22:41 SA: Does this imply… I’m sorry Dr. Gold, but does this imply that the social distancing is insufficient then, if it’s aerosolized and it can travel much further?

22:52 DG: No. Again, I wanna just underscore the word, “If,” bracket, in bold italicized letters. If you can get the virus infection from aerosolized and airborne spread, excuse me, then it does have implications for social distancing.

23:10 SA: Right.

23:11 DG: What I think needs to be done is not just to confirm the fact that you can recover genetic fragments of virus from the air, but that those fragments are connected to live virus particles and those live virus particles are in sufficient quantity to be infective. So for instance, we know roughly how many influenza virus particles or how many Ebola virus particles, or how many measles virus particles it takes to get infected. We don’t know that for COVID-19. And so that’s a piece of research that needs to be done. But that’s why you see healthcare workers using N95 respirators, which are more accurate and more thorough in filtering air particles and can trap at least the smallest of all droplets. Our infectious disease colleagues and our public health people like to categorize droplet spread, surface spread, aerosolized spread, airborne spread, etcetera. I sort of think of this as a continuum. If there are tiny, tiny, tiny little droplets that contain virus, call it airborne, call it droplet, call it whatever you want, if it lingers in the air and gets swept through ventilation systems into other rooms and parts of your building, it acts like it’s airborne spread. So it just all adds up together to me is that we just need to continue to be careful and watch the science evolve.

24:43 SA: You were about to go to some of the other evolving aspects of understanding this virus.

24:49 DG: Yeah. So what I was gonna say is, just as we’re learning about spread and we’re learning more about the physiology of the virus itself, the genetics, the surface coding, etcetera, and as we’re developing vaccines and antivirals, and things of that nature, the… We’re also learning about the virus itself and the type of disease that it causes, and without getting into a lot of detail, we’ve learned about this Kawasaki-like inflammatory vascular disease. We’re learning about better treatment modalities, for instance, proning patients. We’re learning about how to avoid the use of ventilators, the remdesivir trial demonstrated you could reduce hospitalization. Some of the other clinical trials are actually looking promising as well, and I’m very excited about some of the vaccine development that’s ongoing. It’s just a recent report of some cardiac and vascular disease that may be prominent, and we’re just gonna have to monitor that and watch the evolution. But the more we learn about this, the better we can be prepared to care for patients, and the better we can understand how to prevent the disease.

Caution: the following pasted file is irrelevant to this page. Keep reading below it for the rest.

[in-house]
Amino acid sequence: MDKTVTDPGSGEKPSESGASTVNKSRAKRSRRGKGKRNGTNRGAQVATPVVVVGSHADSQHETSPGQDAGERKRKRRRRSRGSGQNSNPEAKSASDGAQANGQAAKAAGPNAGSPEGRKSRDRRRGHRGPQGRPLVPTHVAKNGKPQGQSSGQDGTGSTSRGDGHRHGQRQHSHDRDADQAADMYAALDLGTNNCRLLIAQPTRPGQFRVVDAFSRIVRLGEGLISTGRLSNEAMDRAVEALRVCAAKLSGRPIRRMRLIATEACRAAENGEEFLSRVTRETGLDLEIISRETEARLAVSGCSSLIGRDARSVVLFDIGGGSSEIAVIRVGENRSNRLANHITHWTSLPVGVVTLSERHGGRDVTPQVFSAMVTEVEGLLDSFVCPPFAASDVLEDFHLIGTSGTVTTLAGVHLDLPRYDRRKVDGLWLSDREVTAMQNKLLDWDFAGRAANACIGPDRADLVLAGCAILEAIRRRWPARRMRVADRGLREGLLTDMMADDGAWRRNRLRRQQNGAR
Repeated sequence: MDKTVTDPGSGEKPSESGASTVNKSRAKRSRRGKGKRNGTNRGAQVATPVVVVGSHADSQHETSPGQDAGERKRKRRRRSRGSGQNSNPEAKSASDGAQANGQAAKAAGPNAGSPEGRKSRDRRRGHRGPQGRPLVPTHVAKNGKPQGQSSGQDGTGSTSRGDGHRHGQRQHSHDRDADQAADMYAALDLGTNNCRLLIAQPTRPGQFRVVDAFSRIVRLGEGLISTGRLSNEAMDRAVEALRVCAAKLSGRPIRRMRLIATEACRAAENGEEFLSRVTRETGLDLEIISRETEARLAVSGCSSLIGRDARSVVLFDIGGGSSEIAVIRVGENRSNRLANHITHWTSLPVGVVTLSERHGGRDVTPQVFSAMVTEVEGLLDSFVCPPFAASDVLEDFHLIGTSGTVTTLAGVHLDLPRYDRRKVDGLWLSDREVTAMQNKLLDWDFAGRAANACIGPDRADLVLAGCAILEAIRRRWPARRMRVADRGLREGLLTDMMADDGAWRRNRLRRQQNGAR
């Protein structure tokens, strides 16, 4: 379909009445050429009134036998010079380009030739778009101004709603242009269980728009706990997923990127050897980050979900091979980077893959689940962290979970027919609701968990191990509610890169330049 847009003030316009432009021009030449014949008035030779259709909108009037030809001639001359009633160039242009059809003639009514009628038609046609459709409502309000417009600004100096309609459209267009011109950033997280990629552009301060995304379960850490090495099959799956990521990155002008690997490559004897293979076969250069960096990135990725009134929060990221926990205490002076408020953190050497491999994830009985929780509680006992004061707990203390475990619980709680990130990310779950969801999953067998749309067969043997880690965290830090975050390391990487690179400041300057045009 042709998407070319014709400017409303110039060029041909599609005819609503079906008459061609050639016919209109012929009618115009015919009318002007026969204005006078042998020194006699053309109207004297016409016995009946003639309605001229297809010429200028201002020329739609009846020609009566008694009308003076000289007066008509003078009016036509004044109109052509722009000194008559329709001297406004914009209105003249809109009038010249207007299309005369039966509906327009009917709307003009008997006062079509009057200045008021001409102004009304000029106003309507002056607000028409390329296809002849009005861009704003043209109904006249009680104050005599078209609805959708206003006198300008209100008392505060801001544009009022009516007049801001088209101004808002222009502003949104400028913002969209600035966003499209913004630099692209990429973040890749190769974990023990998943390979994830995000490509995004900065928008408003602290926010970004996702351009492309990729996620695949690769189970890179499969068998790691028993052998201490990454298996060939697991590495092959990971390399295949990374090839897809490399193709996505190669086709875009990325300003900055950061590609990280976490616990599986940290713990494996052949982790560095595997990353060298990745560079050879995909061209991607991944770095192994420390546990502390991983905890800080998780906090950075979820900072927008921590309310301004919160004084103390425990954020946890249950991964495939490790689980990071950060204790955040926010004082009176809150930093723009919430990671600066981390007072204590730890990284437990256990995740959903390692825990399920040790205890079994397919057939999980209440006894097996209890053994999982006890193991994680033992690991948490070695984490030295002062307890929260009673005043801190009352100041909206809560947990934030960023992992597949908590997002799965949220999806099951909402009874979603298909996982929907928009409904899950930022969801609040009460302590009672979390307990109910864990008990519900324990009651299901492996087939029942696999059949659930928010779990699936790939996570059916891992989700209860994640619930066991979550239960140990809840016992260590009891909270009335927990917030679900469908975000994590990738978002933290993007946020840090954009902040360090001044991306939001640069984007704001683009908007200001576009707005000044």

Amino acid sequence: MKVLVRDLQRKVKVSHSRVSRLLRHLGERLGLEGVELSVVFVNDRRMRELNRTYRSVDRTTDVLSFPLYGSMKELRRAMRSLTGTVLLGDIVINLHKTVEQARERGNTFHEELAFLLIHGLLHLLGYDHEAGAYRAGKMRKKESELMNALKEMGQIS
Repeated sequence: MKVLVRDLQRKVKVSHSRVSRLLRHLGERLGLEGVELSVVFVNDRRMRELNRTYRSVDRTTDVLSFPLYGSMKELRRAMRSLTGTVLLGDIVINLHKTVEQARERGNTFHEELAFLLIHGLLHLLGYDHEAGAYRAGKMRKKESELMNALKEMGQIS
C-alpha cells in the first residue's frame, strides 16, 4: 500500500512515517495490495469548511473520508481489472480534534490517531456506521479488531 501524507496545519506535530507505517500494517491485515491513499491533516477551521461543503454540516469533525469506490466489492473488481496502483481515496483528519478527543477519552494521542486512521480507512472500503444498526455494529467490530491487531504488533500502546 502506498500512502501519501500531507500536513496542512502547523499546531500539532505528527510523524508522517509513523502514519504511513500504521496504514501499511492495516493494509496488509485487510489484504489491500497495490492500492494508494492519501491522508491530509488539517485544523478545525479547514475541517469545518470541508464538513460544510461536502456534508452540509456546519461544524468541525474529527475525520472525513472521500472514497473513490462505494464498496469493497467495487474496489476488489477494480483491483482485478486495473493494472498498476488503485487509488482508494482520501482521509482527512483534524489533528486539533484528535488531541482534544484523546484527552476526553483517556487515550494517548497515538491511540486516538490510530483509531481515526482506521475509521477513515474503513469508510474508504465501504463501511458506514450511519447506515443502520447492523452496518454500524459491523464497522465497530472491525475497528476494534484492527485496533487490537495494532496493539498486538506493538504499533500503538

26:00 SA: So our higher education university and college leaders are really thinking about so many aspects of information collection to inform their decisions around re-opening, and one of them is around community spread. And we’re currently in this situation where many communities are seeing surges. Can you speak about the PRAM dashboards and other ways that you would encourage them to be tracking key data, so that they can make a more informed decision?

26:29 DG: Sure, so the basic premise of all of the guides, whether it’s meat packing or higher ed, or early childhood or… Fill in the blank, is that in order to re-open a business, a school, a meat packing facility, you name the business, that there needs to be local control of the virus and there needs to be adequate access to healthcare, in-patient, out-patient testing, personal protective equipment, etcetera. And so back in the early days of the pandemic, to be accurate, I think 148 days ago, we developed something called the PRAM Index or the PRAM tool. PRAM stands for Pandemic Recovery Acceleration Model, PRAM. Sort of like a baby carriage. And the idea is pretty simple. Is that it looks at… It’s not a predictive model, but it looks at the last 14 days, and it tells you what the rate of change is in six key parameters. Which are the number of cases per day, the percent positive cases per day, and the number of deaths per day, per million population in each case.

27:48 DG: And then it also looks at the number of hospital beds, excuse me, the number of intensive care unit beds, and then the number of ventilators. And it looks at the ratio of where we are today, actually, the last three-day rolling average versus the previous week. So it essentially calculates what we call the reproduction factor. So the R0 is the reproduction factor for the virus, and that’s based on the number of cases per day today versus 14 days ago, which is considered one virus cycle in the case of COVID-19. And so it produces a dashboard, and the dashboard, for instance in the state of Nebraska, is broken down every 24 hours to the six healthcare collaborative geographic districts, which are spaced across the state. And also to the 20 public health, local public health districts. And so what’s happening in the Nebraska panhandle is different from what’s happening in Lincoln, Lancaster, which is different than what’s happening in the Omaha metro, as I sit here today.